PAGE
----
A park on Rio Grande Street will temporarily lose some of the bright colors and fresh food smells that attract hungry neighbors starting today.
Feed the Soul, a local food trailer park, was shut down after a neighbor complained that the businesses were operating in a lot not zoned for commercial use. St. Martin’s Evangelical Lutheran Church has been leasing out space to seven trailers since mid-May after earning what they thought were all the necessary permits.
But permitting could not make up for the fact that the park and the church across the street are currently zoned for office space, not commercial business. Church leaders decided this weekend to appeal for a change of designation of the lot for commercial use so they can continue to lease the land to food vendors.
“At this point we’re looking for a new location because everything has been so up in the air,” said Kent O’Keefe, owner of Osmo’s Kitchen, who spent the weekend preparing to move.
O’Keefe has been operating his business for a year and left a previous location to join Feed the Soul. Having to relocate again is an extra burden on his business, he said.
“Everyone told us it was fine and that was not the case,” O’Keefe said. “I’m absolutely furious. It should have been investigated prior to us moving in there.”
Austin’s Code Compliance Department office could possibly grant Feed the Soul a temporary-use permit now that the church is appealing, said Jerry Rusthoven, a member of the city’s Planning and Development Review Department, who has met with church leaders about the space.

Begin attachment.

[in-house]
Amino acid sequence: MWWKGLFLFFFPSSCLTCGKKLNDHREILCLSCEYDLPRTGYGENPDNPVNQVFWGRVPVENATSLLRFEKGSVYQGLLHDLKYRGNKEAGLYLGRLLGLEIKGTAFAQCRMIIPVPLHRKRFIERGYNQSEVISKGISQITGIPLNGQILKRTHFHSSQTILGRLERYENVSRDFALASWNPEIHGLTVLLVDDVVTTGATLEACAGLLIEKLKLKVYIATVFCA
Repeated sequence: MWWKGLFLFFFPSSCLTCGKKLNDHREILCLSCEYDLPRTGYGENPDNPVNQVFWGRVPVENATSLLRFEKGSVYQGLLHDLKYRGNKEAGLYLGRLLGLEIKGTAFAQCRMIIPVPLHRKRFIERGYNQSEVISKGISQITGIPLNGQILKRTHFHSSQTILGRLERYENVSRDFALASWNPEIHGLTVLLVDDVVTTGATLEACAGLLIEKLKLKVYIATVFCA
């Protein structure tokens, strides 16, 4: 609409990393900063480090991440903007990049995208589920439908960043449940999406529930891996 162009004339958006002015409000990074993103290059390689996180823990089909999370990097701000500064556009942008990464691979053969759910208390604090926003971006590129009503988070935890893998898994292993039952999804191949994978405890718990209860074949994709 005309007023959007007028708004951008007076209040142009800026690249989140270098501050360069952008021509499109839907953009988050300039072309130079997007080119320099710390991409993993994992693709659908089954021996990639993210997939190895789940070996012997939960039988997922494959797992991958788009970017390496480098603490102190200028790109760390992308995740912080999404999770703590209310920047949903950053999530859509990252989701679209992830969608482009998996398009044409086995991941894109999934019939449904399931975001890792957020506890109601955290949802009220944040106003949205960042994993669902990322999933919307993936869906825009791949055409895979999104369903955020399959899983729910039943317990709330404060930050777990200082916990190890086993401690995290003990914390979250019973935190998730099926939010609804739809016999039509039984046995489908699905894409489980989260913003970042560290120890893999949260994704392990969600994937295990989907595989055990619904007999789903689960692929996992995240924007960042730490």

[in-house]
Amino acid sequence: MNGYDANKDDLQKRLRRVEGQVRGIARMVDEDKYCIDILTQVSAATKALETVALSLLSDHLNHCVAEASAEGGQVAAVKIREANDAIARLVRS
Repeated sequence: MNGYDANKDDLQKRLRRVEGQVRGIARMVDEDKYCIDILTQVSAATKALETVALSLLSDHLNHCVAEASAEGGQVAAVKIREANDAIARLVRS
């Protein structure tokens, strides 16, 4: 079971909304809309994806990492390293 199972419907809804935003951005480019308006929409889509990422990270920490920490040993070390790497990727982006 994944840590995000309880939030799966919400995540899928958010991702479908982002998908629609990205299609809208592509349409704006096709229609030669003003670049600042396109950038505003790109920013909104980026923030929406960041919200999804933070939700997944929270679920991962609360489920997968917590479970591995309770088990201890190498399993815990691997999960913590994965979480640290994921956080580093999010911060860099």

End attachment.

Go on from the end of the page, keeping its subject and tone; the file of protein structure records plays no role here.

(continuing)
The food trucks in the park will either relocate or will remain closed until the church reaches an agreement with Code Compliance officials.
Finding a good location is difficult because there are so many food trailers in Austin competing for a good spot, O’Keefe said.
Melissa Martinez, division manager for Code Compliance, said their job is to enforce the existing zoning requirements for a property.
“Our goal is to get everybody to move into compliance. We’re trying to work with them and be understanding,” Martinez said. “Mobile food vending is a part of the culture here in Austin and quite popular, it’s just that the church location is not zoned for what they want to do.”
Only after an unnamed person in the neighborhood raised an issue with the park’s zoning did the church receive a letter of violation.
Bill Grosskoph, a St. Martin’s congregation member who serves on the park’s committee, said the reason for transitioning the park into a space for food vendors was to better utilize the area and to cover the costs of park improvements.
“We were trying to do something that could generate some income that could improve the park and at the same time allow us to open it up to more public use,” Grosskoph said.
An appeals process will involve citizen communication, where interested neighbors can voice their support or concerns about the park.
“The goal right now would be to keep it open unless we just run into too much cost or resistance down the line,” Grosskoph said. “We want to do something that the neighbors will be OK with, too.”